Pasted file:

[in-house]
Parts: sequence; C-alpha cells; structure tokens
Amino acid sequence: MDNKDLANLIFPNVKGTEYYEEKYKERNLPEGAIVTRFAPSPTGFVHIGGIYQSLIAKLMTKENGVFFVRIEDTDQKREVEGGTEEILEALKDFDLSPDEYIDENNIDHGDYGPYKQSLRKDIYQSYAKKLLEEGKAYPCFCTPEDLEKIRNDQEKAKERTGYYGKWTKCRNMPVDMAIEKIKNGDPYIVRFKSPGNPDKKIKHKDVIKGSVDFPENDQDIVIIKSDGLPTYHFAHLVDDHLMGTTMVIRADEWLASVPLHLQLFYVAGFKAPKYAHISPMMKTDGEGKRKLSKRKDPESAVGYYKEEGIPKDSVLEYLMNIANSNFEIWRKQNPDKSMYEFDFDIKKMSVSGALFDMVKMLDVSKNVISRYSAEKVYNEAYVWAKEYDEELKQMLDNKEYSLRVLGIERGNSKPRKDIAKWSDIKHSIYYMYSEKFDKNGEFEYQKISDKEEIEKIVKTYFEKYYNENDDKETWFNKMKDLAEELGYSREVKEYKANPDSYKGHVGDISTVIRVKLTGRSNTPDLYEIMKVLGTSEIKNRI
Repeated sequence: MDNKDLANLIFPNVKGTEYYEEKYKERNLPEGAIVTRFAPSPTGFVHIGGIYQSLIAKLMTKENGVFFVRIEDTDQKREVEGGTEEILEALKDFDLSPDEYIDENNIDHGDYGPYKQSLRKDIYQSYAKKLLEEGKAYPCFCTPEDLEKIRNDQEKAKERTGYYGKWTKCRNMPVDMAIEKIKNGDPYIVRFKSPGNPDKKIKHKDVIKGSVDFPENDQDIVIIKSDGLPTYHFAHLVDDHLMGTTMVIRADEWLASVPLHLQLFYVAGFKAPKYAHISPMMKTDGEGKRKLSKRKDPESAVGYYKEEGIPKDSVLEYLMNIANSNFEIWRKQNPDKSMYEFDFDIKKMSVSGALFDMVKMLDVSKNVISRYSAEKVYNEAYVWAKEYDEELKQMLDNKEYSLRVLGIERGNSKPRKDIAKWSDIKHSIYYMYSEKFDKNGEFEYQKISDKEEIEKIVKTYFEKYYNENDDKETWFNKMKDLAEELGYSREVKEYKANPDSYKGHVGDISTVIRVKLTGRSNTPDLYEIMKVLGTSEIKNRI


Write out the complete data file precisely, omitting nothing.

[in-house]
Parts: sequence; C-alpha cells; structure tokens
Amino acid sequence: MDNKDLANLIFPNVKGTEYYEEKYKERNLPEGAIVTRFAPSPTGFVHIGGIYQSLIAKLMTKENGVFFVRIEDTDQKREVEGGTEEILEALKDFDLSPDEYIDENNIDHGDYGPYKQSLRKDIYQSYAKKLLEEGKAYPCFCTPEDLEKIRNDQEKAKERTGYYGKWTKCRNMPVDMAIEKIKNGDPYIVRFKSPGNPDKKIKHKDVIKGSVDFPENDQDIVIIKSDGLPTYHFAHLVDDHLMGTTMVIRADEWLASVPLHLQLFYVAGFKAPKYAHISPMMKTDGEGKRKLSKRKDPESAVGYYKEEGIPKDSVLEYLMNIANSNFEIWRKQNPDKSMYEFDFDIKKMSVSGALFDMVKMLDVSKNVISRYSAEKVYNEAYVWAKEYDEELKQMLDNKEYSLRVLGIERGNSKPRKDIAKWSDIKHSIYYMYSEKFDKNGEFEYQKISDKEEIEKIVKTYFEKYYNENDDKETWFNKMKDLAEELGYSREVKEYKANPDSYKGHVGDISTVIRVKLTGRSNTPDLYEIMKVLGTSEIKNRI
Repeated sequence: MDNKDLANLIFPNVKGTEYYEEKYKERNLPEGAIVTRFAPSPTGFVHIGGIYQSLIAKLMTKENGVFFVRIEDTDQKREVEGGTEEILEALKDFDLSPDEYIDENNIDHGDYGPYKQSLRKDIYQSYAKKLLEEGKAYPCFCTPEDLEKIRNDQEKAKERTGYYGKWTKCRNMPVDMAIEKIKNGDPYIVRFKSPGNPDKKIKHKDVIKGSVDFPENDQDIVIIKSDGLPTYHFAHLVDDHLMGTTMVIRADEWLASVPLHLQLFYVAGFKAPKYAHISPMMKTDGEGKRKLSKRKDPESAVGYYKEEGIPKDSVLEYLMNIANSNFEIWRKQNPDKSMYEFDFDIKKMSVSGALFDMVKMLDVSKNVISRYSAEKVYNEAYVWAKEYDEELKQMLDNKEYSLRVLGIERGNSKPRKDIAKWSDIKHSIYYMYSEKFDKNGEFEYQKISDKEEIEKIVKTYFEKYYNENDDKETWFNKMKDLAEELGYSREVKEYKANPDSYKGHVGDISTVIRVKLTGRSNTPDLYEIMKVLGTSEIKNRI